Speaking in May 2016, a month before the UK's referendum, Osborne claimed property investors were inserting so-called "Brexit clauses" in deals to allow them to pull out and offered economists a grave warning.
"If we leave the European Union, there will be immediate economic shock that will hit financial markets. People will not know what the future looks like," Osborne told leaders at the G7 Summit in Japan.
"In the long term, the country and the people in the country are going to be poorer. That affects the value of people's homes and the Treasury analysis shows that there would be a hit to the value of people's homes by at least 10 percent and up to 18 percent."
Nearly three months after Brexit, any uncertainty about the housing market is supposedly over with the latest survey from the Royal Institution of Chartered Surveyors (RICS) suggesting that its members expect house prices to rise 3.3 percent a year on average for the next five years.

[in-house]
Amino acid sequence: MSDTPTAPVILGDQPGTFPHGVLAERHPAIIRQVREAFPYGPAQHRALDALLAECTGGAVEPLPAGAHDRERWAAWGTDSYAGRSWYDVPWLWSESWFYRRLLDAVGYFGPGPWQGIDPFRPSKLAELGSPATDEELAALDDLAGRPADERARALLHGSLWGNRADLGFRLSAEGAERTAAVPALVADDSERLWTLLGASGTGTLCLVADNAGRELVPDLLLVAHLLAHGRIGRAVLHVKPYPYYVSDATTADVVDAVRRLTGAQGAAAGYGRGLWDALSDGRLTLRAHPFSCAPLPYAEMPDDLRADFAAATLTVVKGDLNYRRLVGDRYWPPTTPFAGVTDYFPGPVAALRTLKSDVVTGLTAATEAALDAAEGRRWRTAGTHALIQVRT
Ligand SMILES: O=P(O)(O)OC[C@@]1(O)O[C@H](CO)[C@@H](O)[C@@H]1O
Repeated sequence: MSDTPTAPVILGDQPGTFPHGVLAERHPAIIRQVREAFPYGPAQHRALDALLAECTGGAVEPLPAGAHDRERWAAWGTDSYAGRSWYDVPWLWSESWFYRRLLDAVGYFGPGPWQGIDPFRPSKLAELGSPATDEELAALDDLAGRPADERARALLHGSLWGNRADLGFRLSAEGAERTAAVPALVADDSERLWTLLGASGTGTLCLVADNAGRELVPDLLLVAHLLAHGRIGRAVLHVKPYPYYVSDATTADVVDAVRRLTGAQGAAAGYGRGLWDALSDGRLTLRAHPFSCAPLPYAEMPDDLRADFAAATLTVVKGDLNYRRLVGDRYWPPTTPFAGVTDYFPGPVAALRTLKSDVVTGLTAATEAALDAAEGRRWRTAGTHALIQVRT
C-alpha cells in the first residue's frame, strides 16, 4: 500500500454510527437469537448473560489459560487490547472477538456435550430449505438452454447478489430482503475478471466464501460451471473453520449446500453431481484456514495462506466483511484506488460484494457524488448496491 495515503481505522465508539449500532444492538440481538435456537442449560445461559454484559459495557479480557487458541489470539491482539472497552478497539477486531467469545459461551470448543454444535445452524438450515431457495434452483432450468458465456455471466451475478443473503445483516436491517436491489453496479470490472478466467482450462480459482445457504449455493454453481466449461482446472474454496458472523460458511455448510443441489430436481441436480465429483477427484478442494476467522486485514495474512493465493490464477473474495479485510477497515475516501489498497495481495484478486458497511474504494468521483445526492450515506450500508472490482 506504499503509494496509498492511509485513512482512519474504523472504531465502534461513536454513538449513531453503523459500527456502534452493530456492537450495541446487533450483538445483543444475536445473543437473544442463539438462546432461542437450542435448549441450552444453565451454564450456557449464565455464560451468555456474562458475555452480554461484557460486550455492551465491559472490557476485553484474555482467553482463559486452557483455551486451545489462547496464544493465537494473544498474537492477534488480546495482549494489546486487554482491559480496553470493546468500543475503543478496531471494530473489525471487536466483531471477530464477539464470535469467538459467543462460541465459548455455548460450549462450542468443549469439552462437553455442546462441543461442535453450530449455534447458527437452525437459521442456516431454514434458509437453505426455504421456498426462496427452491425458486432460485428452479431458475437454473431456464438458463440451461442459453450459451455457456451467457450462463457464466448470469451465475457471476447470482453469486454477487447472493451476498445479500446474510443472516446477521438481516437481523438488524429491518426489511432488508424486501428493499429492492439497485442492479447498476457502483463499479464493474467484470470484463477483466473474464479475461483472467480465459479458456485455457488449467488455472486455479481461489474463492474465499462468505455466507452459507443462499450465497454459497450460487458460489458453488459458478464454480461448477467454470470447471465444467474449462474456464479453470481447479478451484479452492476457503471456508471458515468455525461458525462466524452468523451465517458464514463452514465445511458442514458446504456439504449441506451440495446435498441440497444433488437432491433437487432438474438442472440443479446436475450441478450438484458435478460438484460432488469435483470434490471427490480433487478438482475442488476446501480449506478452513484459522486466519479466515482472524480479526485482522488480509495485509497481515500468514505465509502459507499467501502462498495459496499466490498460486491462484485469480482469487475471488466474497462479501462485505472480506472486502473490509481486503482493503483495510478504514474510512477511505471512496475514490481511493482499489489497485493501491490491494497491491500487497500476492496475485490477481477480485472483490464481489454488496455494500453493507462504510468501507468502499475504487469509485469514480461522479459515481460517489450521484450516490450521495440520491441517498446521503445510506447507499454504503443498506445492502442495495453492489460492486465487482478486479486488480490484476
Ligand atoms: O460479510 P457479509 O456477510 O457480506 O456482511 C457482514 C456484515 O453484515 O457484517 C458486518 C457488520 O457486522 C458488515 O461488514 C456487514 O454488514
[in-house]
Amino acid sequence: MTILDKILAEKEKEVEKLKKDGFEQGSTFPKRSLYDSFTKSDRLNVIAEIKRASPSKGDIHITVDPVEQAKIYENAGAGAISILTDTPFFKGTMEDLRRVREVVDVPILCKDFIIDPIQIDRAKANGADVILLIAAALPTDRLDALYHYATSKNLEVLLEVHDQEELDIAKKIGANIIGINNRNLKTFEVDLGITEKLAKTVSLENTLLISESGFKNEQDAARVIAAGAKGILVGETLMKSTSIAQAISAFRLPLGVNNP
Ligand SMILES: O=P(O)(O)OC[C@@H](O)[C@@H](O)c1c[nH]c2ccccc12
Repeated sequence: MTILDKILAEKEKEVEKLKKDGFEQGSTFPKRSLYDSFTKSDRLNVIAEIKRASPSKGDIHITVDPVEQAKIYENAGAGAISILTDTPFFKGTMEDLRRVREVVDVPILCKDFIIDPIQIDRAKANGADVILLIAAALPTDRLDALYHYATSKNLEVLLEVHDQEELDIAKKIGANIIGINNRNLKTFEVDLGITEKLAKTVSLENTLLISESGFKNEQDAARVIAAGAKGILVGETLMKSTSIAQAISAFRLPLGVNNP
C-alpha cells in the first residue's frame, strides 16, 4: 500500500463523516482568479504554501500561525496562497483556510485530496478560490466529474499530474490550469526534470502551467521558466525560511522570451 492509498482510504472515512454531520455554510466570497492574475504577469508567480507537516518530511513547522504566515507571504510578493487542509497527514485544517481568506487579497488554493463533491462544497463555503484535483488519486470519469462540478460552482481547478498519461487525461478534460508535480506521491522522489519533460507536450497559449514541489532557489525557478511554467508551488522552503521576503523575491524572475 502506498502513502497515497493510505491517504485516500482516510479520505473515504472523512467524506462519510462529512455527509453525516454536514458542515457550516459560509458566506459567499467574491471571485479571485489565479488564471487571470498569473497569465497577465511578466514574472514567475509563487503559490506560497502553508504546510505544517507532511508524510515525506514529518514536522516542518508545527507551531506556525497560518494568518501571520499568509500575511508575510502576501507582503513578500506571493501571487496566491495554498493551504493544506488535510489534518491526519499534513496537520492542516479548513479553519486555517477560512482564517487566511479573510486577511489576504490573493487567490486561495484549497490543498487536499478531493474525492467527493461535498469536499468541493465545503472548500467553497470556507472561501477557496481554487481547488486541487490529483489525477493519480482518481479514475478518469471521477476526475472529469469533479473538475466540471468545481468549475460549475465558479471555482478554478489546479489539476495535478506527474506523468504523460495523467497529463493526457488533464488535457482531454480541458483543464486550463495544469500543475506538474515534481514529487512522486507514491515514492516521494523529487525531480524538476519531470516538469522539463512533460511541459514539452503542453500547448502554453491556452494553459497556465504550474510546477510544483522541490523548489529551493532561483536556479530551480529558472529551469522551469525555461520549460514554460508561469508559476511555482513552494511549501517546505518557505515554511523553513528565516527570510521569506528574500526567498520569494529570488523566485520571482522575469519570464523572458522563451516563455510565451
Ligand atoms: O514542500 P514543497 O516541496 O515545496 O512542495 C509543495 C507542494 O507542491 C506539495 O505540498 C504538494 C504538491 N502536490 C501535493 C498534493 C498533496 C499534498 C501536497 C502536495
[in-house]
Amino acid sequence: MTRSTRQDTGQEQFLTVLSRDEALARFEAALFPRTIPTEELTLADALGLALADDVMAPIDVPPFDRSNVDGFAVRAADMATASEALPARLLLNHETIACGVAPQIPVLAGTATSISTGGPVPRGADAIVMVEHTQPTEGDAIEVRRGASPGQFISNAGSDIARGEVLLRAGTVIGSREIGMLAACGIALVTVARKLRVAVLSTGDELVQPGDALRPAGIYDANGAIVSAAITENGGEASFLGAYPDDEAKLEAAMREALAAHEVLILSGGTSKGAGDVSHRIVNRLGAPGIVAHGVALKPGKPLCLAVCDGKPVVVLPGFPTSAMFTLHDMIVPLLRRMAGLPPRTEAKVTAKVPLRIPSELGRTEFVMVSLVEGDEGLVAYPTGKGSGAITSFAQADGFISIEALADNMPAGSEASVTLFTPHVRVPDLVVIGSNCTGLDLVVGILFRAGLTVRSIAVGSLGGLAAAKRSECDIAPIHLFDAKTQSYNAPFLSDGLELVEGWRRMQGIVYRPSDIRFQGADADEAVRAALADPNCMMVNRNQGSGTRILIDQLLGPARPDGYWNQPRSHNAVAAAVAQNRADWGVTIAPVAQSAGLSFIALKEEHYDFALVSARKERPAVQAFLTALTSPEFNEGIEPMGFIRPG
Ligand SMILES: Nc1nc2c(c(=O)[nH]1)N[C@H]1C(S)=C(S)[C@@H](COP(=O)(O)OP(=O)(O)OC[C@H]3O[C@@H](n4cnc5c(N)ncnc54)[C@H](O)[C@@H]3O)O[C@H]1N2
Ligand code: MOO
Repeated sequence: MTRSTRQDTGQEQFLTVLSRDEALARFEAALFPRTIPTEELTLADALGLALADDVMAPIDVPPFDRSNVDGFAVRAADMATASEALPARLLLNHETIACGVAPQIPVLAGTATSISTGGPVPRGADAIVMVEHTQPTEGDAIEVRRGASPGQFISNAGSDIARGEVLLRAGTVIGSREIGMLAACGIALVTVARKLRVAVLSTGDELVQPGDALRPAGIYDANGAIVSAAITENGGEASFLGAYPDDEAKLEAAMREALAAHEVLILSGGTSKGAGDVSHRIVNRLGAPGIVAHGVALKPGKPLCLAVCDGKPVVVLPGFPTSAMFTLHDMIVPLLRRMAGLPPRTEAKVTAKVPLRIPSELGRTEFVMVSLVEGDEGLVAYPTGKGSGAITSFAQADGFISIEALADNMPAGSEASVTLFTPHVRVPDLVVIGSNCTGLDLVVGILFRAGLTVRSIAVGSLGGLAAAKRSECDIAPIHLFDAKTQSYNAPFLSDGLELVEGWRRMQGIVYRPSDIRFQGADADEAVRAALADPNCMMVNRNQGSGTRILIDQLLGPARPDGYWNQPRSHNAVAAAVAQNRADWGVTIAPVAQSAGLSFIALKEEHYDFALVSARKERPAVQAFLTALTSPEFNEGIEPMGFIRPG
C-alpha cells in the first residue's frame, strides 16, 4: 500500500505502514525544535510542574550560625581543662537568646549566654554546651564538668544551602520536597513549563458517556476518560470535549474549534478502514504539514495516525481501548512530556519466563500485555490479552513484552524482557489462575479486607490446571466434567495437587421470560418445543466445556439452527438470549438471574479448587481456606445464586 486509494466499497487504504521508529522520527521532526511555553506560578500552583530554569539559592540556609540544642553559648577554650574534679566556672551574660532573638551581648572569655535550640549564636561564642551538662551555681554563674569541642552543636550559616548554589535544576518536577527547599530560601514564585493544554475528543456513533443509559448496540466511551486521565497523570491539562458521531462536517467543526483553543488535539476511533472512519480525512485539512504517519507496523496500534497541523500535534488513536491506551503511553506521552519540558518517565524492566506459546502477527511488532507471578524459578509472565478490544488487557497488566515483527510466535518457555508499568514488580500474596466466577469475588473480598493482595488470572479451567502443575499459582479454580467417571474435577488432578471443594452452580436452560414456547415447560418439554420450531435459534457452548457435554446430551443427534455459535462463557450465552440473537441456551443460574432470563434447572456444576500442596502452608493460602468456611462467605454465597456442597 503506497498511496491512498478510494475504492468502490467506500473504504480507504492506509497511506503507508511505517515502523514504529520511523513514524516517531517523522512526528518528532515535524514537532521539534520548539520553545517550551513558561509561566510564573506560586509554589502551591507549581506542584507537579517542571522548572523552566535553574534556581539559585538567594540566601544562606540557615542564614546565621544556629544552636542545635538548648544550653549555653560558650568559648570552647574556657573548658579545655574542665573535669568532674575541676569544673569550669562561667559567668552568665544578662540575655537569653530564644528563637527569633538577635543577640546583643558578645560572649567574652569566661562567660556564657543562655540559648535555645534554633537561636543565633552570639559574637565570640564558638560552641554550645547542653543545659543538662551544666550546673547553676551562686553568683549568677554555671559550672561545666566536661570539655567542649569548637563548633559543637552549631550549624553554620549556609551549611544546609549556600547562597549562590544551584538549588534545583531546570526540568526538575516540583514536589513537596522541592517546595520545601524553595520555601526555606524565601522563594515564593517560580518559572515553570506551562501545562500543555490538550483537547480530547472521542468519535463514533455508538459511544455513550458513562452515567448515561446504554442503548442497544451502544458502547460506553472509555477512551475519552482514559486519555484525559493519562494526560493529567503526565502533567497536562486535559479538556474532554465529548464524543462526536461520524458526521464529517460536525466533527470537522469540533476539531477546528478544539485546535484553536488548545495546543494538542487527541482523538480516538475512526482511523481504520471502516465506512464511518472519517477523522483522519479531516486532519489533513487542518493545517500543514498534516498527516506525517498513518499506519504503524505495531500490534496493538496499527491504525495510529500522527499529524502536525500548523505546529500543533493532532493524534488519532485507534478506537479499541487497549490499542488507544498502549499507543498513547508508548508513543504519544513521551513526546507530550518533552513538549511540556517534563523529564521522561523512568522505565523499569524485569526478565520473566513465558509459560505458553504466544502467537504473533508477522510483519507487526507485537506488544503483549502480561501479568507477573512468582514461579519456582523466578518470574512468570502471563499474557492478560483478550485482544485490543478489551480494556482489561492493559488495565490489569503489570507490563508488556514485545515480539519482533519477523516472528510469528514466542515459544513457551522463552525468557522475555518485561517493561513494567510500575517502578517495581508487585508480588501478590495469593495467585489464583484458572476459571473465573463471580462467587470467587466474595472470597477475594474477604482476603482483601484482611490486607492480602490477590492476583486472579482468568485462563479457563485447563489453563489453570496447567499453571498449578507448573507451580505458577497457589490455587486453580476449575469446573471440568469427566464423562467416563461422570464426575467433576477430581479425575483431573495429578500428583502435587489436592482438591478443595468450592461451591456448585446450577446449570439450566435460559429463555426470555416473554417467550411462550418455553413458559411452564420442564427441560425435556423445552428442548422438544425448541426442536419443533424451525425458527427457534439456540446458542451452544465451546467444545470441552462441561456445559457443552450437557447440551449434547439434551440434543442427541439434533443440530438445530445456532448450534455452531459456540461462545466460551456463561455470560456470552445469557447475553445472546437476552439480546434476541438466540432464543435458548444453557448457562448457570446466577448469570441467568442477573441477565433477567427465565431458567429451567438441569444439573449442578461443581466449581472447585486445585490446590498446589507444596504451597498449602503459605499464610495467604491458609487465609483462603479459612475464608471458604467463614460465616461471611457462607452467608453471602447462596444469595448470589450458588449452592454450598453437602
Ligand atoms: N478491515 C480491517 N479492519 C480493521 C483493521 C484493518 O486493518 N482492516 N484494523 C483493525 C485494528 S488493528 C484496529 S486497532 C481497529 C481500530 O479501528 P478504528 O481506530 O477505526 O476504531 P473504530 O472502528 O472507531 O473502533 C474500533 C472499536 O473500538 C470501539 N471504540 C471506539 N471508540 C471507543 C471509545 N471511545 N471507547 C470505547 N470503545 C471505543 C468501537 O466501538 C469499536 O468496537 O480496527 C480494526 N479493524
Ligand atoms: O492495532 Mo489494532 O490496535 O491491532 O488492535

It's one of the most confident housing market predictions since the referendum vote according to thisismoney.co.uk. But it's still lower than the prediction in January that house prices would rise by four percent a year.
However, the UK's housing market did stagnate during August due to the shock of Brexit — but since settling down, it appears to be the same old reasons that are still contributing to the rise in house prices — and that's the lack of housing stock.
"There are clear signs that the housing market is settling down after the initial surprise of the outcome to the EU referendum," Simon Rubinson, RICS chief economist said.
"Buyer enquiries did dip again in August but only modestly, and more significantly, sales expectations are beginning to edge upwards once again."
Labeled the most confident house price survey since Brexit, the published results follow the questioning by MPs of the Governor of the Bank of England Mark Carney on whether he exaggerated his claims in the run up to the referendum that Britain's economy would suffer if the UK left the EU.